may be noted. The lining of the larger abscess cavities is usually ragged
and their contents may be thin and foetid or thick and viscid; it is often bile-
stained. It often contains cholesterin and bilirubin cr}^stals. The pus of
the amoebic abscesses usually contains the amoeba coli. The pus of echi-
nococcus abscesses contains the characteristic booklets.
Pyaemic abscesses are usually small and mifltiple but they do not often
communicate. They begin as a phlebitis which spreads to the adjacent tis-
sues. The liver is enlarged but its external appearance may be unchanged; if
the abscesses are near the surface there may be capstflar inflammation and
adhesions to neighboring structures. Superficial abscesses may be evidenced
by the occurrence of yellovnsh spots upon the surface of the organ. In marked
instances of suppurative pylephlebitis the liver on section exhibits a number
of small yellowish areas, rounded or branching, from which pus exudes on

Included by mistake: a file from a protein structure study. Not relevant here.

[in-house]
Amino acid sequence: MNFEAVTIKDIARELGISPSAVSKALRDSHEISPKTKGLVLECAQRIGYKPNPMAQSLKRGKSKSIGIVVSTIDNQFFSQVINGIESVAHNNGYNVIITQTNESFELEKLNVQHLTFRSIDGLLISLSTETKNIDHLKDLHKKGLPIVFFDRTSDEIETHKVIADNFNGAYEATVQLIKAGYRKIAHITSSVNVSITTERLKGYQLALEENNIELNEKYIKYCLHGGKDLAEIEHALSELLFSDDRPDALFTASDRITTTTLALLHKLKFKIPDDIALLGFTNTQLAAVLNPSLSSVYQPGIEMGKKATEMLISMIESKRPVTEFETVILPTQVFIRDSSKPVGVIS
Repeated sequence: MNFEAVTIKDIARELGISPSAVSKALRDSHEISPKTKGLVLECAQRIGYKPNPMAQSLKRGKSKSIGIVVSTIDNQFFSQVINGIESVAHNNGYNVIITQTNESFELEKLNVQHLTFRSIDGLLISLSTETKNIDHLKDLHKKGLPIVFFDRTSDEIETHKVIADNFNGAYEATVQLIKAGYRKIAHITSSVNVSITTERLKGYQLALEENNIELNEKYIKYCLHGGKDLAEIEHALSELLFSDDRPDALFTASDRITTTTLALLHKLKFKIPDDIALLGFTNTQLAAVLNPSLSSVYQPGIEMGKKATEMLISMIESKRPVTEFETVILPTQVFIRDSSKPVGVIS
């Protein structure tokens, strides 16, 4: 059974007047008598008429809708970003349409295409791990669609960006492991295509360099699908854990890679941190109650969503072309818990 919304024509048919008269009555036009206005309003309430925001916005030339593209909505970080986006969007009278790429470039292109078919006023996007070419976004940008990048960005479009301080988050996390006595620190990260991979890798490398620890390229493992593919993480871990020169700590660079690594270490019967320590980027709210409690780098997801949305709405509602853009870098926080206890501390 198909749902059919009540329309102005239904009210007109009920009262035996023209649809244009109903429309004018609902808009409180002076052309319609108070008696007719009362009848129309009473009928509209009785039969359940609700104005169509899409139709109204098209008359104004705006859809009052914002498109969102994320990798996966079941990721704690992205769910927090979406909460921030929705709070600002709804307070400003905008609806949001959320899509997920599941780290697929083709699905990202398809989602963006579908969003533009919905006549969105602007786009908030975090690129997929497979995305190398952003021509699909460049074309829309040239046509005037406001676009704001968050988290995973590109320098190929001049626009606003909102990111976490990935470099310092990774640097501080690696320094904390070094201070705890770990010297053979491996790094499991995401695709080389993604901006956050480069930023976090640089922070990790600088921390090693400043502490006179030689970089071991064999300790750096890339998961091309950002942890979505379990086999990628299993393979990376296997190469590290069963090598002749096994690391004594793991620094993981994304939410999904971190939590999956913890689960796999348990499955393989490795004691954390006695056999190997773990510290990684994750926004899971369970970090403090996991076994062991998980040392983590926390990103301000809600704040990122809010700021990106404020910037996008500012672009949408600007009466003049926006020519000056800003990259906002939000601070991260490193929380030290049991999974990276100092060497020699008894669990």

pressure. Careful examination wiU reveal the fact that these small abscesses
communicate with the portal vein and are really branches of this vessel in a
state of suppuration. Involvement of the entire portal system may be observed
and the infective process may extend into the mesenteric or gastric veins.
In the multiple abscesses of cholangitis the appearance of the Hver is similar
to that just described but the pus is in the bile ducts instead of in the branches
of the portal vein. Gall-stones and suppurative cholecystitis are often present.
Perforation of large abscesses into the pleura, lung or any of the adjacent
ABSCESS OF THE LIVER. 427
viscera, into the peritonseal cavity or through the skin externally may take
S)auptoms. These may be very indefinite; in rare instances death from
rupture and general peritonitis may occur before there is suspicion of the true
natiire of the affection.
Elevation of temperature is quite constant, the curve being of the pygemic
t}-pe and reaching as high, in some instances, as 105° F. (40.5° C). The fever